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Trae Young vs. Collin Sexton is the point guard showdown the NBA has been waiting for

The 2018 NBA draft’s top two point guards will go head-to-head on Saturday.

NCAA Basketball: South Carolina at Alabama Marvin Gentry-USA TODAY Sports

Alabama will host Oklahoma in an SEC-Big 12 matchup on ESPN Saturday afternoon at 2:15 p.m. ET. Aside from March Madness implications, this game features the likely top two point guard picks in the 2018 NBA draft: Trae Young and Collin Sexton. Get used to these names if you aren’t already, as both have potential to be lottery picks in June.

Young is the three-point shooter NBA teams dream of finding in their backcourt. He’s willing to shoot from wherever, whenever, and he does so to a ridiculously accurate percentage. He’s already drawn comparisons to Steph Curry at the next level and has established himself as the early front-runner for college basketball’s player of the year awards. He also leads the nation in points AND assists per game, which is just silly.

Sexton has lived on draft radars since before the season started, and he has the physical makeup of what we know modern scoring guards look like. He’s a smidge shorter than what’s desired at 6’2, but his 6’6.5 wingspan makes up for it. What he really capitalizes on, though, is his speed and ability to go from slow, high dribbles into a quick dribble-move to get to the basket. At his best, he can get to the basket at will.

Saturday afternoon is a big day for both of these prospects to separate from one another. For Young, it’s a battle against an NBA-sized guard. For Sexton, it’s his chance to establish himself as the top guard choice.

So what should you be on the lookout for when scouting the NBA’s next top guards?

Sexton’s change of speeds

Sexton is among the best in the country at getting to the rim and thus, the free-throw line. He doesn’t rely solely on lightning speed. He’s creative on the move and resourceful with his dribbles.

The Tide’s point guard is shifty and can go from dribbling upright to blowing by his defender in an instant.

Sexton’s first few steps are so explosive that he always seem to keep defenders at his hip. That’s why he’s among the country’s leaders in free-throw attempts (7.7 per game and 14.9 per 100 possessions).

Young’s range is really [expletive] ridiculous

If you’ve watched a single possession from Young, you know he’s an unreal shooter. Defenses try their best to chase him off the line with their quickest defenders, but for the most part, it’s to no avail.

That’s because he can just do this:

Or this:

Young is taking 10.5 three-point attempts per game -- more than half his shots — and shooting at a 40 percent rate. That’s otherworldly except in the world where Curry dominated at Davidson.

Young’s release is quick, fluid, and limitless. He’s consistently pulling up from deeper and deeper behind the line, and it hasn’t seemed to matter much. He’s scoring the most points in the country at 30.3 per game and doing so with a 61.7 true-shooting percentage.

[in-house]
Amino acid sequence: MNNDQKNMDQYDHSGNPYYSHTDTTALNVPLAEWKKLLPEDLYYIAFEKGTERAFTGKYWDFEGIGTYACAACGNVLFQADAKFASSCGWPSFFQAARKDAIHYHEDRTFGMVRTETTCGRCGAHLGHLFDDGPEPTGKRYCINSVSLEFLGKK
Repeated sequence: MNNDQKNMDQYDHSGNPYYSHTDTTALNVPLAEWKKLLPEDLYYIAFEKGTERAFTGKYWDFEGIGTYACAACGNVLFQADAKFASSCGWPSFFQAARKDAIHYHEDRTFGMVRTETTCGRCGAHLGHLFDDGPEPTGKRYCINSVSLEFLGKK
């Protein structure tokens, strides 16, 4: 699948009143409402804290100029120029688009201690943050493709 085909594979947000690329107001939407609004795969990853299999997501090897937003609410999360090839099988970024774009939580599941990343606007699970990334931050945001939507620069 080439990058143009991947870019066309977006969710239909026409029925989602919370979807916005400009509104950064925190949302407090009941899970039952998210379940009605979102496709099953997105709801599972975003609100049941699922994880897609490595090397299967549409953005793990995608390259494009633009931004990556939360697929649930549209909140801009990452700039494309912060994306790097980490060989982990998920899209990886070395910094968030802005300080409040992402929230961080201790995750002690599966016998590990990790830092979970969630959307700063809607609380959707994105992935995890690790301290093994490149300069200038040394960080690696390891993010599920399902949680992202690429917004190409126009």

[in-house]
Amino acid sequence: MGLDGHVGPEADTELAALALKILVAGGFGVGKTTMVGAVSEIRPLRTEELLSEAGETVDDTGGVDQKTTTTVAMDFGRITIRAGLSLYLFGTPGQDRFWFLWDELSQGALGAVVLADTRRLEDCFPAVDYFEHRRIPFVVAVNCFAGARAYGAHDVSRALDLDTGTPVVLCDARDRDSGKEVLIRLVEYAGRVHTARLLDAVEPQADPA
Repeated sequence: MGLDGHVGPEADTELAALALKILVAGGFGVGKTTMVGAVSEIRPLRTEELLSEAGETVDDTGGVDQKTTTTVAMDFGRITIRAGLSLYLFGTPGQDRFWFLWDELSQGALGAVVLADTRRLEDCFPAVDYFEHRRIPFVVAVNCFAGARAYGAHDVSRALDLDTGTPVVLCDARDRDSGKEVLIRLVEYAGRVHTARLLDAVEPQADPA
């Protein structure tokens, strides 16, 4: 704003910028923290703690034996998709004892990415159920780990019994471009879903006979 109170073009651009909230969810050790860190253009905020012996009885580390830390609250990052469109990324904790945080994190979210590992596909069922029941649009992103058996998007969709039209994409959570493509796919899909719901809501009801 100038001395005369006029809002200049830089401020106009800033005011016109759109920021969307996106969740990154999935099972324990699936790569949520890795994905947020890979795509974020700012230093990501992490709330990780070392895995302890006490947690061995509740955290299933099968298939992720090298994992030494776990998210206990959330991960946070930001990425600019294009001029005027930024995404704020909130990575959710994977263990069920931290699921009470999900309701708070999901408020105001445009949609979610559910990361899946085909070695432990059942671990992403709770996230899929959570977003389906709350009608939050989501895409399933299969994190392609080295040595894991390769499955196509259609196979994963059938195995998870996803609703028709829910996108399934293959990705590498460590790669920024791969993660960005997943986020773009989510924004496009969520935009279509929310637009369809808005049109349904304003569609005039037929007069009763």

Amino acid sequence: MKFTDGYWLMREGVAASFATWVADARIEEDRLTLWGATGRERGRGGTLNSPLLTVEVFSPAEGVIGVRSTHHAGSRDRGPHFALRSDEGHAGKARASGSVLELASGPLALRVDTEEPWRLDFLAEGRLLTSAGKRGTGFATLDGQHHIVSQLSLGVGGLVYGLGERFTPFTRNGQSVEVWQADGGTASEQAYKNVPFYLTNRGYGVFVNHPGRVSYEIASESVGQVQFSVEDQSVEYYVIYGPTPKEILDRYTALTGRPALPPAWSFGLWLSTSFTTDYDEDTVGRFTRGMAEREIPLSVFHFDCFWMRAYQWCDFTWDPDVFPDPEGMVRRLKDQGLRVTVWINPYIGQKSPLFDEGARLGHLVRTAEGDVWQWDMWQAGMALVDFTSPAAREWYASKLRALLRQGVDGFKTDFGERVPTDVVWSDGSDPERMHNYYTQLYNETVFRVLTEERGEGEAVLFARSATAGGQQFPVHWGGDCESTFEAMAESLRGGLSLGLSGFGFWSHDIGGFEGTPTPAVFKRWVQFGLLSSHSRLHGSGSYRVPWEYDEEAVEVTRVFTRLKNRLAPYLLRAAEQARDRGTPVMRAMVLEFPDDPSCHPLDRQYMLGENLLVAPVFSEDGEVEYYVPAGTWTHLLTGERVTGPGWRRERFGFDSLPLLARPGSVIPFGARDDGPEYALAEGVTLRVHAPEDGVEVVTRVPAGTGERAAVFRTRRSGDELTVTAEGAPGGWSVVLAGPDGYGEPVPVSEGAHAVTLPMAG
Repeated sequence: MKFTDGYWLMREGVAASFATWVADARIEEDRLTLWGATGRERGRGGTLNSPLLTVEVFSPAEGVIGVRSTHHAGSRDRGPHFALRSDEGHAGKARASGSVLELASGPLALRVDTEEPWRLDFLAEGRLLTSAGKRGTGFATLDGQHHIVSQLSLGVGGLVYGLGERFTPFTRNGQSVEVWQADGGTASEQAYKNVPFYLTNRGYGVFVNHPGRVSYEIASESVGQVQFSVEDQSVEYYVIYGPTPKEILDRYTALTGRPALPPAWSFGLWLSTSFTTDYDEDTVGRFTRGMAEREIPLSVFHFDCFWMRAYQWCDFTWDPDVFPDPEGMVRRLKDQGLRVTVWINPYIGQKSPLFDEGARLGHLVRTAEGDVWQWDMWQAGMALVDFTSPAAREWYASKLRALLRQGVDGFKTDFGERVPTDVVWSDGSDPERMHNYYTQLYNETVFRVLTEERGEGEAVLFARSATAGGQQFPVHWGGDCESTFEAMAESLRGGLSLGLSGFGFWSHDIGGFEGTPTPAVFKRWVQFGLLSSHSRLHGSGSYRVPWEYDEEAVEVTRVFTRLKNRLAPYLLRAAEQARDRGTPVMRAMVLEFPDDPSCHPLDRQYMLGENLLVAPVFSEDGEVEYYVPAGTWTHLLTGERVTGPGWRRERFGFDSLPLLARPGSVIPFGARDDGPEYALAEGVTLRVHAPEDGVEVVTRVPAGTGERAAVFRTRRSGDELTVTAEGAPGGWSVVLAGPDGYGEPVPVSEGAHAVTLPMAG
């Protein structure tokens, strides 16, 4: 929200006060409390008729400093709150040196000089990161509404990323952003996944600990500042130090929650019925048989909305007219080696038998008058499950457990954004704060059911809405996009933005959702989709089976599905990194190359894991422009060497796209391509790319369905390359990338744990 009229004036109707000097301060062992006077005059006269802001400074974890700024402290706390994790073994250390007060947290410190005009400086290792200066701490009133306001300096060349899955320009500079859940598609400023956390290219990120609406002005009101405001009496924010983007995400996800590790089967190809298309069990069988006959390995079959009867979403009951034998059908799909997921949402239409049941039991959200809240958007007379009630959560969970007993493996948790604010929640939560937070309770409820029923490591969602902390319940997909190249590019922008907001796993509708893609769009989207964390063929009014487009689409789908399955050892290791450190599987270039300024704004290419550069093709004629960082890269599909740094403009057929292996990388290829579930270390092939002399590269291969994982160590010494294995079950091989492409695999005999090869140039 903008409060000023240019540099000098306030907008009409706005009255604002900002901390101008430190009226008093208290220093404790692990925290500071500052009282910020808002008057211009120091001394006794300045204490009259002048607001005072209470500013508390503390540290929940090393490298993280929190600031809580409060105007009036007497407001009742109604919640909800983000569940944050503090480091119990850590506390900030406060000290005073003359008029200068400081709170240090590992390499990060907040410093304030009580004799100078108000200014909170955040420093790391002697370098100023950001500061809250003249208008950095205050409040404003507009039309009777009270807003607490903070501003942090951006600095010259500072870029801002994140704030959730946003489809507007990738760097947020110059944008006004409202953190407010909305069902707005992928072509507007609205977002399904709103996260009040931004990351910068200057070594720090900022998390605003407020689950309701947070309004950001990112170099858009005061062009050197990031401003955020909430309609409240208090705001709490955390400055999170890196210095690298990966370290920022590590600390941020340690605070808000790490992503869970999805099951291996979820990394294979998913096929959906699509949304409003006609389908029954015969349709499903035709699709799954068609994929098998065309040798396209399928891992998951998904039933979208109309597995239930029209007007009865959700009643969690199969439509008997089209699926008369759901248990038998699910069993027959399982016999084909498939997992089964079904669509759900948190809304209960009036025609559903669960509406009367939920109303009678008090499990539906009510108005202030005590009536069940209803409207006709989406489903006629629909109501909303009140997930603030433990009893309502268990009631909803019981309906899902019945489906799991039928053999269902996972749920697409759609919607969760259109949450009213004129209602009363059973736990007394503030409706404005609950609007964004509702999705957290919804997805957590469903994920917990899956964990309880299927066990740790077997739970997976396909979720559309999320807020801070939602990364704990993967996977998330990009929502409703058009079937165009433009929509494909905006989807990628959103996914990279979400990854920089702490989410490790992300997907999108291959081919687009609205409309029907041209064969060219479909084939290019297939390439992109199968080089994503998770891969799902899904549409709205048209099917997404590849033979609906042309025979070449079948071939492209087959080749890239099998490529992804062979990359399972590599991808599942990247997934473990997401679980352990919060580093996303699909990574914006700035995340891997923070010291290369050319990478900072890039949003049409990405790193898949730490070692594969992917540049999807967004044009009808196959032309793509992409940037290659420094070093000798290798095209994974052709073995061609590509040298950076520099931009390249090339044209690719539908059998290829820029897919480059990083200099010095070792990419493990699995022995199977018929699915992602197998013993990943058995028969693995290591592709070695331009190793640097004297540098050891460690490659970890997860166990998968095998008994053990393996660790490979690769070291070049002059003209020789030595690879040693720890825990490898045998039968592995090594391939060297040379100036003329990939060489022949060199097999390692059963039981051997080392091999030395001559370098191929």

The Sooners have the No. 15 offense in DI basketball, per KenPom, and so much of that has to do with Young’s 40.6 percent usage rate. He’s carrying one of the best teams in the country, and that’s what makes him so exciting to watch.

Sexton’s ability to create his own shot

He isn’t the long-range gunner that Young is, but Sexton fires at 36.7 percent from three on 3.5 attempts per game. He isn’t often shooting set shots either. With the ball in his hands, he’s often forced to create his own space.

His shot is pure, his feet are spread apart, and his form is as pleasant to look at as it is efficient. He’s an 80.2 percent free-throw shooter as well, meaning he’s likely to maintain his high shooting efficiencies at the next level.

Young’s court vision

Young is a scorer, but that’s not his only contribution on the floor. He has elite vision running with the ball. Though his first instinct is to fire from long range, his teammates can’t be unhappy when he has the ball because he does a stellar job locating them.

Young leads the nation at 9.6 assists per game and can really own being the decoy. Extra attention being paid to the most prolific scorer in college hoops opens doors for Young’s teammates. There’s a reason he has the top assist rate in the nation.

Young can locate spot-up shooters off the drive and weave passes through traffic in the halfcourt. His offensive game shows few bounds against this level of competition.

So what’s the catch with Sexton?

As great as is he as a scorer, there is the question of what else he can do at the next level. He averages 3.4 assists and 3.5 rebounds, which is fine, but far from elite. Where he could stand out in the NBA is as a defender with such a long wingspan. He’s averaging a steal per game, but he’s yet to separate himself from his peers on that end.

So what’s the catch with Young?

There’s no denying Young’s range and passing skills, but the question will be if he can overcome his underwhelming size and athleticism to be the same type of threat in the NBA. Young is listed at 6’2, and his wingspan is the same. He’s compared to Curry often, but even Curry had size on Young, and it’s easy to forget that the Warriors’ great is the exception.

Young is also turning the ball over at the highest rate in the nation with 5.3 per game, which has a lot to do with how often the ball is in his hands. But his life will only get tougher against NBA defenses.